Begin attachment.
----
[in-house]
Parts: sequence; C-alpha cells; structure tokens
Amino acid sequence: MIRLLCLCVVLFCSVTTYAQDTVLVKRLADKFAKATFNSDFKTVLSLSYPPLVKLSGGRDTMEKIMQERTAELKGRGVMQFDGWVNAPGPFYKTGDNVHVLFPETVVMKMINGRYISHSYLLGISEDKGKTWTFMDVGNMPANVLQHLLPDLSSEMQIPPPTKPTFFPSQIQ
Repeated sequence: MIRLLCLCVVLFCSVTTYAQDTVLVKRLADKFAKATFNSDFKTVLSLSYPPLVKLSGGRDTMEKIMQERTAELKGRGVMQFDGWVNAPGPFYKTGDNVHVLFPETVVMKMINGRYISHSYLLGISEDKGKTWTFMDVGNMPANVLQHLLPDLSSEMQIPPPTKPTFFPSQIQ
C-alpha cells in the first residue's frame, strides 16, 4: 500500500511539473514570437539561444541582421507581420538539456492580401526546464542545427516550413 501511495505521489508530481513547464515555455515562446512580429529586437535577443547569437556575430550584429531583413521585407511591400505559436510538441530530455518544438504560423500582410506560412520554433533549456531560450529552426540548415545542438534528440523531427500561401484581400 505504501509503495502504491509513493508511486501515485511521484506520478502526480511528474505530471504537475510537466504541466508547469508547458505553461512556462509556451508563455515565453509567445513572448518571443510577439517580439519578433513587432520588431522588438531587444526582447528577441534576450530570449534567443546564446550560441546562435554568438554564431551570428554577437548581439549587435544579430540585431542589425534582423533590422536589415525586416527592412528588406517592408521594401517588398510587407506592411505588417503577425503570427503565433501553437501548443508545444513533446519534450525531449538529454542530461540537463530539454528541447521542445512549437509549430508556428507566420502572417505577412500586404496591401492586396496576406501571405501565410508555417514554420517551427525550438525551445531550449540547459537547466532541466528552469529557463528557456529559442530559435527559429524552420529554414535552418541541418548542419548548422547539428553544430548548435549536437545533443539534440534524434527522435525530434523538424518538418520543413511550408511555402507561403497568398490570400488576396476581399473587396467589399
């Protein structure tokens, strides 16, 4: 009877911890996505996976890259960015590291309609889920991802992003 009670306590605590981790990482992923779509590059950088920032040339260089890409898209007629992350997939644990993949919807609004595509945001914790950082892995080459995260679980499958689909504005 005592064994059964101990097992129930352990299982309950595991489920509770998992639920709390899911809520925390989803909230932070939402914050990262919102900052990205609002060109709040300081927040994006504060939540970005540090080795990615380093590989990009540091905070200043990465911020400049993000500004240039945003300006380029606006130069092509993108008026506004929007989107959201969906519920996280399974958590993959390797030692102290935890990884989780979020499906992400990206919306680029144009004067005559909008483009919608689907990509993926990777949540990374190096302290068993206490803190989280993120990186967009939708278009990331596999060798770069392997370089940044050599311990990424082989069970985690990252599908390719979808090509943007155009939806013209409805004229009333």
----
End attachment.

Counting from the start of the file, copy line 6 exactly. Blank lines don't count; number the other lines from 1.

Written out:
């Protein structure tokens, strides 16, 4: 009877911890996505996976890259960015590291309609889920991802992003 009670306590605590981790990482992923779509590059950088920032040339260089890409898209007629992350997939644990993949919807609004595509945001914790950082892995080459995260679980499958689909504005 005592064994059964101990097992129930352990299982309950595991489920509770998992639920709390899911809520925390989803909230932070939402914050990262919102900052990205609002060109709040300081927040994006504060939540970005540090080795990615380093590989990009540091905070200043990465911020400049993000500004240039945003300006380029606006130069092509993108008026506004929007989107959201969906519920996280399974958590993959390797030692102290935890990884989780979020499906992400990206919306680029144009004067005559909008483009919608689907990509993926990777949540990374190096302290068993206490803190989280993120990186967009939708278009990331596999060798770069392997370089940044050599311990990424082989069970985690990252599908390719979808090509943007155009939806013209409805004229009333």